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Bayhawk's 2012 Newsletter @ Bayhawk AlesBayhawk Ales

Bayhawk’s 2012 Newsletter

The Craft Beer Industry has been one of the brightest areas in an otherwise lack-luster economy. 250 new breweries open in 2011. 1940 Craft Breweries operated in some part or all of 2011, comprised of 1063 brewpubs, 789 micro-breweries, and 88 regional craft brewers. 25 brewpubs and 12 micro-breweries closed in 2011. 1989 total breweries operated in the United States last year. That is the highest total since 1880.

Nearly every established brewery has increased their production capacity over the past 3 years. This has happened during a time when the industry has been plagued with supply problems, not the least of which has been the number of beer kegs in the market. Bayhawk’s keg supplier’s failure to meet our needs cost the company an additional 5% to 10% in sales in 2011 and probably contributed the demise of one of our larger contract customers.

The first quarter of 2012 has passed and we have managed to keep our production and sales at the same pace as last year. This has not been as easy as one would suspect given the Family restaurant business is still struggling and our largest contract customers shut its doors on January 31. I believe that this is the beginning of what maybe the next consolidation in the craft brewing business.

Certainly over the past several years, we have seen this happen in the Macro-brewing industry. Consolidations and alliances have been prevalent in all levels of our business, Miller/Coors, Bud/InBev, The Central Brewing Alliance, etc. One Southern California based regional brewer announced in 2011 that it would be shifting its resources into the hotel and resort businesses while working with a European brewery to start operations on the continent.

In my opinion, this news indicates rougher times ahead for the craft beer industry. The larger and mid-sized breweries are banding together and diversifying to take greater advantage of their economies of scale. This will put pressure on the smaller companies to compete for market share and raw materials.

In 1997 during the first consolidation, the industry did not have the advantage it possesses today. Most of the beer drinking public was unaware of the craft brewing industry 15 years ago when I came to Bayhawk. Now every year we add a new generation of beer drinkers that have always been aware of craft beer. For the first 10 years I was working at Bayhawk the micro-brew industry held roughly 3.5% of the American beer drinking market. Over the past 5 years this market share has more than doubled to approximately 7.5%. The macro-breweries have shown a decline in growth while craft industry has been increasing at nearly 16% per year. Of course in context, large breweries and imports control over 92% of the market in America today.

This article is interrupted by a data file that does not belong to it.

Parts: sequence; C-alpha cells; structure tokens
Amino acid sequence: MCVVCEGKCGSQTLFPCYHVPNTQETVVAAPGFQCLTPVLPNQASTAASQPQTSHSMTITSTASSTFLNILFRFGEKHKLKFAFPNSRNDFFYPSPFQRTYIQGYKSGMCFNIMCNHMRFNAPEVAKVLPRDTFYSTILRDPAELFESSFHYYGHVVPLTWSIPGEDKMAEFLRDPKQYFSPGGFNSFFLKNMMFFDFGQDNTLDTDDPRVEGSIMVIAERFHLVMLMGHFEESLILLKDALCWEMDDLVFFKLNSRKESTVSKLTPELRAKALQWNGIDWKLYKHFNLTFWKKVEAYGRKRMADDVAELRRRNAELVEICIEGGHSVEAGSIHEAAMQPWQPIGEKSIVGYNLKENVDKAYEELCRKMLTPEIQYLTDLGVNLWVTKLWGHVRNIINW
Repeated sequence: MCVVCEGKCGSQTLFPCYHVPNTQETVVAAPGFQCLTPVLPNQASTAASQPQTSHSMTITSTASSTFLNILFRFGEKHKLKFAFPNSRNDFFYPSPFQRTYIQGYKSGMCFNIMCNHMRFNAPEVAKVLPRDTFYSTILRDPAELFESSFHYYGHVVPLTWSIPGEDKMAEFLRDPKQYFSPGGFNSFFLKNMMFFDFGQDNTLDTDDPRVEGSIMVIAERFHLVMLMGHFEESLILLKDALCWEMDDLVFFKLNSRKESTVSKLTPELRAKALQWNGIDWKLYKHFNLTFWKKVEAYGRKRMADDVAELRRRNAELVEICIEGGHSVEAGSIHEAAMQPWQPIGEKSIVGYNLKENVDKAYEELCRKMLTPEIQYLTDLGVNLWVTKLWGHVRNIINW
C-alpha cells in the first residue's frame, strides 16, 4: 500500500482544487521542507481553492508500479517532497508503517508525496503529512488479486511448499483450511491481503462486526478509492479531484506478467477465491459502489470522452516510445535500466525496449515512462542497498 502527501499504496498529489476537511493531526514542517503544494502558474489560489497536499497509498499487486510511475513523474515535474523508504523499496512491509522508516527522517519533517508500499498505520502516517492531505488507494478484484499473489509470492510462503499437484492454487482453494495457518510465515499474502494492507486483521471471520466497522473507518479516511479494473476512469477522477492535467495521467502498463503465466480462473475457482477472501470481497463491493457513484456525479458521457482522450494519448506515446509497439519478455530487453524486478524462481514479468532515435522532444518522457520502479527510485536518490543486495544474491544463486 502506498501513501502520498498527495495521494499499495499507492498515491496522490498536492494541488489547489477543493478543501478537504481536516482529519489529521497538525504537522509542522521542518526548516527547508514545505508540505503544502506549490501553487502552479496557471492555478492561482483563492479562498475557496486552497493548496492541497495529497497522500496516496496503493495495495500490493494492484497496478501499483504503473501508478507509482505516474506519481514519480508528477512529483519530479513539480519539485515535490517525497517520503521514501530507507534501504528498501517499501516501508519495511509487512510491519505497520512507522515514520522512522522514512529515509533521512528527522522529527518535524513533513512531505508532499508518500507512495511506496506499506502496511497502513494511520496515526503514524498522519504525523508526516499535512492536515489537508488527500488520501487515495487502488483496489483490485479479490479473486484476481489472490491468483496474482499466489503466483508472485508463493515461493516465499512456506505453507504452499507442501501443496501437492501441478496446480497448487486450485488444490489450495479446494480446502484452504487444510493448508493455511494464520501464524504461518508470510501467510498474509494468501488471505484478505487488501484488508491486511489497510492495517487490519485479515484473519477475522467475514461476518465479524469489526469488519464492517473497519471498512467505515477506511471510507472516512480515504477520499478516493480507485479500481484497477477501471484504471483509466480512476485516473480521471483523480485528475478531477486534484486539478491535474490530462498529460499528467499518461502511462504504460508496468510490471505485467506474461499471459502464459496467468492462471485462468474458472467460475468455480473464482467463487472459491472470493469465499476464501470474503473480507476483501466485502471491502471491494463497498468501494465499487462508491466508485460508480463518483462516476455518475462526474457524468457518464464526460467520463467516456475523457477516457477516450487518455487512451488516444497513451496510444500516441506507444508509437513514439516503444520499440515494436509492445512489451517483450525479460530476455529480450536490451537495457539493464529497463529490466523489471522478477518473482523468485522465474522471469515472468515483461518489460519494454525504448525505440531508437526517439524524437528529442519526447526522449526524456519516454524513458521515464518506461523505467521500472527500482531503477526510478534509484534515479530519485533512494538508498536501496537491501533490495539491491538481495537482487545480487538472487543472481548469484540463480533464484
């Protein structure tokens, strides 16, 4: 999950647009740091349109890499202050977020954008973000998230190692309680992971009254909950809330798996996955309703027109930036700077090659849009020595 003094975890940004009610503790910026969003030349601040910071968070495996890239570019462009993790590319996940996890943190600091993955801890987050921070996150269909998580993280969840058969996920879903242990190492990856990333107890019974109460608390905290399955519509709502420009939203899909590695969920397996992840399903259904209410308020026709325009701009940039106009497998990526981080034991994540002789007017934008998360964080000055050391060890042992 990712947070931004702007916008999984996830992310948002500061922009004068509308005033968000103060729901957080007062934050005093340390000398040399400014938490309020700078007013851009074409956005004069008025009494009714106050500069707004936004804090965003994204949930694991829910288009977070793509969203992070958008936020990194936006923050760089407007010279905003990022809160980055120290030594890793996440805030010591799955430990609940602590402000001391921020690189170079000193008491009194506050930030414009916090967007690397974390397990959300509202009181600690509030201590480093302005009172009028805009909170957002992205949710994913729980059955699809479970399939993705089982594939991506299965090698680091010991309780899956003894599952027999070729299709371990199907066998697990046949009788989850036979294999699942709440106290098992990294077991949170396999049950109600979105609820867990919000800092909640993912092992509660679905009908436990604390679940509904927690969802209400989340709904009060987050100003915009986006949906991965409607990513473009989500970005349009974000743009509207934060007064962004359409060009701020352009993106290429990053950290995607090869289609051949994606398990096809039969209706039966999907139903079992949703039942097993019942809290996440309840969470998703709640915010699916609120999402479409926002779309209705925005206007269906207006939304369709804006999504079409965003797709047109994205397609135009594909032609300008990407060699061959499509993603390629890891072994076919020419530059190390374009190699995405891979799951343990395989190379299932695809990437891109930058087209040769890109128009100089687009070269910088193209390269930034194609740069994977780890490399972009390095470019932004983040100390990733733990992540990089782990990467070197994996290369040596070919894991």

In my opinion, the craft industry cannot sustain massive duplications and variations of the same wasteful styles of beer. Good marketing is essential, but goading people into drinking undrinkable beer will only last so long. Most of my colleagues believe that the 7.5% of the beer market is the whole market. Their large egos and greed have been sustained by the even larger bankrolls that have kept them in the market. This could be the reason they believe they need to diversify before the markets collapses. A drinkable quality product at a competitively low price is what has driven the beer market throughout history as much as marketing. It is what Bayhawk has built its business model upon. Unfortunately, the former rather than the latter has become the basic American business philosophy since WWII.

It’s sad to believe that this is what our industry has reduced itself to self-serving egotists out to make a buck and sell-out rather than building an industry that will employ people, pay taxes, and keep jobs in America. It still brings a smile to my face when I am reminded by a Bayhawk stock holder that my philosophy is to build a brewery that will last 100 years.


Karl Zappa

Managing Director


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